Scientists are now calling for an urgent paradigm shift in cheetah conservation, towards landscape-level efforts that transcend national borders and are coordinated by existing regional conservation strategies for the species. A holistic conservation approach, which incentivises protection of cheetahs by local communities and trans-national governments, alongside sustainable human-wildlife coexistence is paramount to the survival of the species.

So it’s habitat loss and the relentless expansion of the human footprint, again. Are Africans just particularly callous toward the loss of the natural world? No, Africa is just one of the last places a lot of the large, charismatic animals are left. We had them elsewhere, but we have long forgotten them. Solutions exist. But I am in a pessimistic mood right now so I don’t think this time will be different, the declines and collapses will just continue to come faster and be more obvious until maybe some things will be done, but most likely they will be too little, too late. Too little, too late, but better than nothing. How is that for a silver lining?



David Quammen (author of one of my all-time favorite nonfiction books, The Song of the Dodo: Island Biogeography in an Age of Extinction) has a long article in National Geographic about Yellowstone National Park which touches on some of the same things.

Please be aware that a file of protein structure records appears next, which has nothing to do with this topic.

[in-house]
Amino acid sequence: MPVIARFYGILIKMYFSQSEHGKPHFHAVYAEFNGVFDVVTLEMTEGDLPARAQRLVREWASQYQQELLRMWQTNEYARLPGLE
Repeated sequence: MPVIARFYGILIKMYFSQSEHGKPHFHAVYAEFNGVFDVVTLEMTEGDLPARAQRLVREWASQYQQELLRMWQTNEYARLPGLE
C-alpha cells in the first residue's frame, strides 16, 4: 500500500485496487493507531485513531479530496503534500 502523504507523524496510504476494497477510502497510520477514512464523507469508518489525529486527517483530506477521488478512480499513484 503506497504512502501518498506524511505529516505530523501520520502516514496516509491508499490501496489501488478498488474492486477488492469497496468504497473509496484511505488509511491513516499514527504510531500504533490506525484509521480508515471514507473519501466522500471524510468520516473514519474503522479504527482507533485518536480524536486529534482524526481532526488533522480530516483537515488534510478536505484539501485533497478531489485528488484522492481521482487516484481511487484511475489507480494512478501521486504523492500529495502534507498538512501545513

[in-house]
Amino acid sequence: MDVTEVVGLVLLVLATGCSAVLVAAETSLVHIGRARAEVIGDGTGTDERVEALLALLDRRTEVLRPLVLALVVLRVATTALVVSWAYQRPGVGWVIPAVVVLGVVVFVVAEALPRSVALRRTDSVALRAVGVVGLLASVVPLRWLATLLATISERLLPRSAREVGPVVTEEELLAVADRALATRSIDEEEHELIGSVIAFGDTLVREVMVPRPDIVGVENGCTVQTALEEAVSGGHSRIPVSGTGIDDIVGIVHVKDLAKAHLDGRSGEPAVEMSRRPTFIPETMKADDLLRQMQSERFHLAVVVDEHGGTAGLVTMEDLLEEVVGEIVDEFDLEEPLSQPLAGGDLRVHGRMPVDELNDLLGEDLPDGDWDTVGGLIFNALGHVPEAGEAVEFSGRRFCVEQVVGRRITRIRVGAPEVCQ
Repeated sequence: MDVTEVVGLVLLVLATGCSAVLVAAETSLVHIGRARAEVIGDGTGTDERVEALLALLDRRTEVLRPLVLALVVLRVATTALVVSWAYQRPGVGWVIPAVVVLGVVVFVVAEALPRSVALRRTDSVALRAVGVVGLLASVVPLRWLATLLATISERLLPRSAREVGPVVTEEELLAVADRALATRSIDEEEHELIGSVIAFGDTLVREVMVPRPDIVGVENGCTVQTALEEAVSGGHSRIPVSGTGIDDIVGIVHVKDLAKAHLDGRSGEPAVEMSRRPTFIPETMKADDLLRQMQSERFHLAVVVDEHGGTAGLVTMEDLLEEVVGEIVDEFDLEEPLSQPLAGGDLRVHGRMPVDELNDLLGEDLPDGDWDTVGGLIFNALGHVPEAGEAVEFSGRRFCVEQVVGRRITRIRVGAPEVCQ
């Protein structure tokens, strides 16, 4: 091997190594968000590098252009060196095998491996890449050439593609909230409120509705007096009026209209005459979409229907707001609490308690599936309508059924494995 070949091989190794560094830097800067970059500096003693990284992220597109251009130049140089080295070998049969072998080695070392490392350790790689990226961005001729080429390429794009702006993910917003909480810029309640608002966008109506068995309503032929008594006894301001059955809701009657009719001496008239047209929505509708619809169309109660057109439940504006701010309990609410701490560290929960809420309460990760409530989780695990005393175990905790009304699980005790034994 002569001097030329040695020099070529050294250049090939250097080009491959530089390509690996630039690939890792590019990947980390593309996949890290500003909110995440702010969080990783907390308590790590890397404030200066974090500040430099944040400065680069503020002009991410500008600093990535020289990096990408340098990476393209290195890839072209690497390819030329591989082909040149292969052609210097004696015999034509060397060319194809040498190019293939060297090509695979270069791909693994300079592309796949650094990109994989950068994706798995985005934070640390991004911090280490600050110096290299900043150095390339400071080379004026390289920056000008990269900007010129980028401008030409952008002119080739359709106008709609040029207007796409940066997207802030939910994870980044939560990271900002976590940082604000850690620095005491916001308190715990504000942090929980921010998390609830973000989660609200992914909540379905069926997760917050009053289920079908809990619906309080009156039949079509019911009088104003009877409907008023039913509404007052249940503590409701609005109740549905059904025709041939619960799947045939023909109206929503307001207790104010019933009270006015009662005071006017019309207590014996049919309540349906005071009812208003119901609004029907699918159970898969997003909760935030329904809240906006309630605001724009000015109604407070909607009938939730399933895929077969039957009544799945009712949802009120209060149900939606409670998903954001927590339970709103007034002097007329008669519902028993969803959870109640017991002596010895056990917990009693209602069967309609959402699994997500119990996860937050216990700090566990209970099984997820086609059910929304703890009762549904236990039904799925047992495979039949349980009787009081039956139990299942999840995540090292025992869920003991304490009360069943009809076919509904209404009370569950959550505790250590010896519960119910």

The Greater Yellowstone Ecosystem is bigger than any other park complex in the lower 48 states. And size matters. A resonant study published in the journal Nature back in 1987, by a young ecologist named William Newmark, revealed that among 12 national parks and park complexes in the western United States, all except two had lost mammal species in the years since they had been established, but that Greater Yellowstone, as the largest, had lost fewer species than almost all others. Most of those local extinctions had resulted not from direct human persecution—as the wolves of Yellowstone had been persecuted to oblivion—but from the natural processes of extinction characteristic of islands: When habitat is constrained within a limited area, animal populations remain small, and small populations tend to wink out, over time, because of accidental factors such as disease, fire, hard weather, and bad luck. Greater Yellowstone had lost less of its mammal diversity by natural attrition than had small parks such as Zion, Bryce Canyon, and Mount Rainier. Its size, evidently, had served it well.